No, not quite true. It's, however, in the interests of those in office to maintain the status quo and not mediate/compromise. Instead of being seen as a 'statesman' or 'consensus builder', you're a  'troublemaker' or such.

Here is my outlook on the whole thing. Neither party by themselves represent the public's interest, it's the process of compromise, mediation and such that most of good comes out of the system. Do you honestly think that someone like Nancy Pelosi or her counterparts in the tea party faction or GOP have our interests in mind?

Not sure what your saying or if you understood my statement correctly.

I doubt the majority of politicians have the citizens interest in mind.

I do agree with you though, they continueally push their own extreme agenda, neither of which I fully agree with either.

As a political moderate I couldn't agree with you more on the compromise thing.

Offline Oniya

  • StoreHouse of Useless Trivia
  • Oracle
  • Carnite
  • *
  • Join Date: Sep 2008
  • Location: Just bouncing through. Hi! City of Roses, Pennsylvania
  • Gender: Female
  • One bad Motokifuka. Also cute and FLUFFY!
  • My Role Play Preferences
  • View My Rolls
  • Referrals: 3
Re: U.S. Credit Rating Downgraded
« Reply #44 on: August 13, 2011, 03:02:58 PM »
I think the two of you are saying about the same thing.  We haven't seen much compromise (if any) in recent years, because everyone's 'playing to their own side'.  They don't think about the possibility of gaining the moderates as much as they think about the possibility of losing the people who fanatically support Issue X.

Online TheGlyphstone

Re: U.S. Credit Rating Downgraded
« Reply #45 on: August 13, 2011, 04:53:29 PM »
Yeah - no one is going to support a bill or amendment that does anything to weaken the majority party's control of issues. The majority party isn't going to support it because that'd be shooting themselves in the foot, and the minority party isn't going to support it because their long-term goal is to become the majority, so they're shooting themselves in the foot pre-emptively.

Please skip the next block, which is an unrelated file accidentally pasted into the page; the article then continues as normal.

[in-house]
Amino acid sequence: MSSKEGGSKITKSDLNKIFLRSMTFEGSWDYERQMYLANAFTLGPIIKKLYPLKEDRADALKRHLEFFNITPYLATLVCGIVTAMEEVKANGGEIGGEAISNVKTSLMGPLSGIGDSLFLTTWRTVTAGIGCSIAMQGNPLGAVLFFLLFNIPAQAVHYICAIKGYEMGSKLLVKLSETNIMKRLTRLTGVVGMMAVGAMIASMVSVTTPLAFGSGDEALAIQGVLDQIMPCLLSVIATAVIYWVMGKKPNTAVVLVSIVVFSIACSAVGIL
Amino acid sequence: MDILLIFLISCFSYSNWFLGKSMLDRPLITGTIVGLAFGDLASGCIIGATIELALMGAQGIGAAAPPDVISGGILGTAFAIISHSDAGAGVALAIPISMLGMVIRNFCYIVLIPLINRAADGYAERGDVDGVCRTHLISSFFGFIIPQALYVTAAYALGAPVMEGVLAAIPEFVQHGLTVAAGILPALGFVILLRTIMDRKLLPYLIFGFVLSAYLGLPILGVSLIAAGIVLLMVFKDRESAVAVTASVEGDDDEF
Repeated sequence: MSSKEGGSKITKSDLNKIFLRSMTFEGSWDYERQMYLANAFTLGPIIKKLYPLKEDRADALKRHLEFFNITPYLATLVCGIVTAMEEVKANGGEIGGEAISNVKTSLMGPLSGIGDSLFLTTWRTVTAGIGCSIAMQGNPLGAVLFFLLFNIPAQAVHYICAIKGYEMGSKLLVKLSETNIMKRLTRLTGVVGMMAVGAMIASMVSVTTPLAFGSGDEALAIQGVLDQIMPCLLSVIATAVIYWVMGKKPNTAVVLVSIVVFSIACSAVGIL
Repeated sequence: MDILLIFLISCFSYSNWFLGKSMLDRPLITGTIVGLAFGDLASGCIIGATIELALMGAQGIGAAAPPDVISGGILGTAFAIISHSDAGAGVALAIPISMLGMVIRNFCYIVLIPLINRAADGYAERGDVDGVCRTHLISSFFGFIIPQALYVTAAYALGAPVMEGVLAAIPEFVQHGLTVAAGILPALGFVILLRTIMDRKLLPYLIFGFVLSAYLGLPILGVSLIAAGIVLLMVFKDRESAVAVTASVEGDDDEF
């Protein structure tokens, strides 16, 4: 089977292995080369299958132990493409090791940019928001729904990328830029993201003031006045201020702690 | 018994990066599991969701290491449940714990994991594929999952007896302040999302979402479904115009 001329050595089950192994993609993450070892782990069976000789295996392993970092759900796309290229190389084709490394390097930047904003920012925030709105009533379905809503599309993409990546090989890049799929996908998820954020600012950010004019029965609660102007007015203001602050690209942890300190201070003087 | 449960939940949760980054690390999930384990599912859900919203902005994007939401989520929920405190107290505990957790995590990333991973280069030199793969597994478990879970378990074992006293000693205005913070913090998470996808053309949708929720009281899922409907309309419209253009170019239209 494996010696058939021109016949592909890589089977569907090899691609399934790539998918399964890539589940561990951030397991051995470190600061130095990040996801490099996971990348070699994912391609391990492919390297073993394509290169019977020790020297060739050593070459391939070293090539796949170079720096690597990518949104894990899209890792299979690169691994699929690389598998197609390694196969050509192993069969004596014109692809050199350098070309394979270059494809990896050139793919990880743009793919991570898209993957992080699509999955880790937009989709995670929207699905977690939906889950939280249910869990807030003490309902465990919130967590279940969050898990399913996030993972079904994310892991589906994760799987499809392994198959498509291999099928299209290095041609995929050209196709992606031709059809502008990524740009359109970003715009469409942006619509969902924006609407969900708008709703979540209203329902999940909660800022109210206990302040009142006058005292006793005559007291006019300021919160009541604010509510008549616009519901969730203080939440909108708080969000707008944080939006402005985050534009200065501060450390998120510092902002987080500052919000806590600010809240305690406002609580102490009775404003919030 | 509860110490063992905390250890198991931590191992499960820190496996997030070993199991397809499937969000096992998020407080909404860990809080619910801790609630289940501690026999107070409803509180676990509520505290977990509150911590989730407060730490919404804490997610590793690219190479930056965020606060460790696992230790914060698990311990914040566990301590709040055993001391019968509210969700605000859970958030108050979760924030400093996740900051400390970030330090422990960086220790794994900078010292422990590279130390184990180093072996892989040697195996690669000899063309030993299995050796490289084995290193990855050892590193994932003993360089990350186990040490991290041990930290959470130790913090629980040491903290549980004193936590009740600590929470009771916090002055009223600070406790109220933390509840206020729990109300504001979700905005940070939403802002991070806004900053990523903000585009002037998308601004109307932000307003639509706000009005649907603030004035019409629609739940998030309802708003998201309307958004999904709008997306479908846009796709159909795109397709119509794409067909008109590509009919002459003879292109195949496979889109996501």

Offline Asuras

Re: U.S. Credit Rating Downgraded
« Reply #46 on: August 21, 2011, 06:15:26 PM »
In the particular case of the debt ceiling, all it would take is a simple majority to vote "We abolish the debt ceiling." No amendments.

Offline Jude

Re: U.S. Credit Rating Downgraded
« Reply #47 on: August 22, 2011, 08:15:04 PM »
I think the two of you are saying about the same thing.  We haven't seen much compromise (if any) in recent years, because everyone's 'playing to their own side'.  They don't think about the possibility of gaining the moderates as much as they think about the possibility of losing the people who fanatically support Issue X.
And those people are the real problem because they make a virtue of their zealotry and control who gets nominated during primaries.  As a result, we have candidates who got there by being extreme, and when the general election actually starts they have to maneuver towards the center to appeal to everyone who isn't actually insanely devoted to political ideology over their practical every day life (as these normal, moderate folks don't really participate in party politics that much).  We're basically requiring our politicians to be good bullshitters by the very structure of our electoral process, but those who are the most involved don't care because they're seeing the fight they want to in the general election.

Very, very few citizens participate in primaries: 
« Last Edit: August 22, 2011, 08:22:54 PM by Jude »

Offline Oniya

  • StoreHouse of Useless Trivia
  • Oracle
  • Carnite
  • *
  • Join Date: Sep 2008
  • Location: Just bouncing through. Hi! City of Roses, Pennsylvania
  • Gender: Female
  • One bad Motokifuka. Also cute and FLUFFY!
  • My Role Play Preferences
  • View My Rolls
  • Referrals: 3
Re: U.S. Credit Rating Downgraded
« Reply #48 on: August 22, 2011, 08:38:50 PM »
It doesn't help that the primary elections aren't publicized nearly as much as they should be.  Mr. Oniya has always been more politically active than I am (although I'm starting to catch up), and even he's been blindsided by them.  It almost feels as though the primaries are an invite-only event for the politically-obsessed.

Offline Jude

Re: U.S. Credit Rating Downgraded
« Reply #49 on: August 22, 2011, 10:34:57 PM »
I'm certainly not gonna play holier than thou; I haven't attended a primary in my life either.  Though that's partly because I refuse to register as a member of either party.

INDEPENDENT 4 LIFE YA'LL.
(bliiiing)